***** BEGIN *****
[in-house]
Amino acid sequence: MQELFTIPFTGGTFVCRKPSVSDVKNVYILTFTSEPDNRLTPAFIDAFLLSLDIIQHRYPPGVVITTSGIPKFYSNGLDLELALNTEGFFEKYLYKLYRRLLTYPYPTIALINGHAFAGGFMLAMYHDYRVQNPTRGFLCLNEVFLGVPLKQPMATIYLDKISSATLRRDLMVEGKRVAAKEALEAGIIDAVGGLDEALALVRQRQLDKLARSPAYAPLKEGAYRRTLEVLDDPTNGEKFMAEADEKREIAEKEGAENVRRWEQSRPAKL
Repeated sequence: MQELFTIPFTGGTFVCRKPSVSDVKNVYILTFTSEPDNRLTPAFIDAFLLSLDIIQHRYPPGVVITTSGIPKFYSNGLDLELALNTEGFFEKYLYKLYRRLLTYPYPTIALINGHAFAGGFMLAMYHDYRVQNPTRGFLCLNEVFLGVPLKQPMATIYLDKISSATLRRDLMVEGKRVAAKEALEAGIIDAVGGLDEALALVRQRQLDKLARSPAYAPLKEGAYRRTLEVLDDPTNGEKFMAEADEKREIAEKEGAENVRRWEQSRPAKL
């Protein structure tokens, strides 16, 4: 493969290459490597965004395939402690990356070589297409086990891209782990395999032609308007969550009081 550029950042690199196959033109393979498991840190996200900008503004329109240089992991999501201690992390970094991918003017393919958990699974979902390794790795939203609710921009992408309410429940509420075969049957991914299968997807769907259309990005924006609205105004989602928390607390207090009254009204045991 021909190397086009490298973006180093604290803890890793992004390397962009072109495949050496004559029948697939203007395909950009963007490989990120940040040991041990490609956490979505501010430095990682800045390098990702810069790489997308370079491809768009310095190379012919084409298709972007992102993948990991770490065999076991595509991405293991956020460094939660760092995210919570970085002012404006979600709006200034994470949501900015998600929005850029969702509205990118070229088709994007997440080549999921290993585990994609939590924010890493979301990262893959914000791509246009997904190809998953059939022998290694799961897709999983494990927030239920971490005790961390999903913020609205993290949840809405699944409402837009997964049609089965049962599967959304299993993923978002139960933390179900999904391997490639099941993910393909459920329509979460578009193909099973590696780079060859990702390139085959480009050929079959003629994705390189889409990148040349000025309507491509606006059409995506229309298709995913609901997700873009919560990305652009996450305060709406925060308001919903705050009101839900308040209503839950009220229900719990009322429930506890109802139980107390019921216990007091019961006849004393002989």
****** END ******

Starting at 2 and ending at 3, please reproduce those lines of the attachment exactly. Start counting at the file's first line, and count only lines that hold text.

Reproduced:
Amino acid sequence: MQELFTIPFTGGTFVCRKPSVSDVKNVYILTFTSEPDNRLTPAFIDAFLLSLDIIQHRYPPGVVITTSGIPKFYSNGLDLELALNTEGFFEKYLYKLYRRLLTYPYPTIALINGHAFAGGFMLAMYHDYRVQNPTRGFLCLNEVFLGVPLKQPMATIYLDKISSATLRRDLMVEGKRVAAKEALEAGIIDAVGGLDEALALVRQRQLDKLARSPAYAPLKEGAYRRTLEVLDDPTNGEKFMAEADEKREIAEKEGAENVRRWEQSRPAKL
Repeated sequence: MQELFTIPFTGGTFVCRKPSVSDVKNVYILTFTSEPDNRLTPAFIDAFLLSLDIIQHRYPPGVVITTSGIPKFYSNGLDLELALNTEGFFEKYLYKLYRRLLTYPYPTIALINGHAFAGGFMLAMYHDYRVQNPTRGFLCLNEVFLGVPLKQPMATIYLDKISSATLRRDLMVEGKRVAAKEALEAGIIDAVGGLDEALALVRQRQLDKLARSPAYAPLKEGAYRRTLEVLDDPTNGEKFMAEADEKREIAEKEGAENVRRWEQSRPAKL